There are frequently letters in PostBag asking why Thailand isn't doing more to advance green, renewable energy when in just the past few years both solar and wind energy have become far more efficient. For example, the price of solar panel prices has dropped dramatically. If you figure in the actual costs of pollution to society, green energies are already cheaper and will become ever more so.
However, Thailand deserves much more credit that it is getting. According to the International Energy Agency, Thailand is already the regional leader in the green energy industry. Early this year, Southeast Asia's biggest wind energy farm _ Hua Bong 2 & 3 _ was completed in Nakhon Ratchasima, capable of producing 207 megawatts of electric power, with very little press coverage. There are more such projects coming on line over the next three to five years.
The Thai government is also making tariffs and the overall tax structure favourable for wind and solar energy producers.
Thailand is the regional leader now and is moving forward toward its stated objective of relying on 20% or more green energy by 2020.
Paul A Renaud
IT'S STILL THE ECONOMY, STUPID
With regard to Voranai Vanijaka's commentary last Sunday, ''Income tax could become Thailand's great equaliser'', in his book Second Treatise of Civil Government, Nobel winning economist Friedrich Hayek wrote: ''The end of law is not to abolish or restrain, but to preserve and enlarge freedom ... where there is no law, there is no freedom.''
In this context, Voranai should be commended for his views on the lack of equal application of income tax laws in Thailand.
The famous quote from Bill Clinton ''It's the economy stupid'' pretty much sums up the case for everyone living in Thailand to pay their fair share. For a country to flourish everyone should follow the rule of law, especially when it comes to money and taxes. People working in all sectors should pay their taxes for the common good. Strengthening income tax laws will not only bring transparency but also accountability. Those who make more should pay more. And those at the lowest rung of the socio-economic ladder should realise that if they do not pay, they cannot play.
Dr Kuldeep Nagi
Assumption University, Bangkok
FIRST, FIND THE TARGET
New Education Minister Chaturon Chaisaeng has vowed to press on with his predecessor's hasty school curriculum reform efforts despite criticism that haste makes waste. I suggest that the minister follow the advice in Stephen Covey's 7 Habits of Highly Effective People, one of which is ''Begin with the end [goal] in mind.''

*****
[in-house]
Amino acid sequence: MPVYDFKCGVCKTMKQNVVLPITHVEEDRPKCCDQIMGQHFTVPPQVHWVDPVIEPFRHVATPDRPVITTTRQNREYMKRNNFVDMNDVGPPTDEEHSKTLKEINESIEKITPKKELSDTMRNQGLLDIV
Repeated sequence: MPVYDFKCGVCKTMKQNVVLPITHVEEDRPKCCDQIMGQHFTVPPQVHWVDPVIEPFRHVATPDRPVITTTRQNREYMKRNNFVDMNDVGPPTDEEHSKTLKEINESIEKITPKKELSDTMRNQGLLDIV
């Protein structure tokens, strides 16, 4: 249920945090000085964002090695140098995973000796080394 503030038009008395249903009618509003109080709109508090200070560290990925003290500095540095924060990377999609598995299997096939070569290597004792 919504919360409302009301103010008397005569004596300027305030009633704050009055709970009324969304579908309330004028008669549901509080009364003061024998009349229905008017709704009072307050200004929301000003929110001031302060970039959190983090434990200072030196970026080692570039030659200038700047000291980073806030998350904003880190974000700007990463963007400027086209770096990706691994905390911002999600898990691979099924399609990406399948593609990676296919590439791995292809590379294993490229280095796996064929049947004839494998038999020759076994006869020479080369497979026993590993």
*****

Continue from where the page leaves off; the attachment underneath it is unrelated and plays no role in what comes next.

All agree that our education system is in dire need of reform. Mr Chaturon rightly says: ''The ministry alone can't improve the education system, so cooperation [with the private sector] must be promoted.''
But I don't see a consensus on our goals. For example, I suggest that most school directors don't appear to know that, as Bertrand Russell once said: ''Education should have two objects: first to give definite knowledge, reading and writing, language and mathematics, and so on; and secondly, to create those mental habits which will enable people to acquire knowledge and form sound judgements for themselves.''
Mr Chaturon himself stressed that cooperation is essential to success _ but he's not going to get people to buy in by cramming orders down their throats.
Instead, he needs more participation from stakeholders, including educators and potential employers, to obtain consensus on the goals of education, and on what must be done and in what sequence.
Then they must agree on key performance indicators of achievement, and independent monitoring and reporting of progress towards those indicators.
Once we know the target, we can aim, then fire.
DOG DIET DEBATE RAGES ON
I was a bit horrified to read Soi Dog Champion's letter in ''PostBag'', ''Soi strays love veggies''. Anyone who feeds a dog onions, grapes or nuts of any kind needs to have his head examined. Any dog owner, any vet or any visit to the internet will tell you that onions, nuts, grapes, plus a few other foods will kill a dog as quickly as a piece of chocolate. Beware of this kind of advice from those who actually feed dogs without knowing the results.
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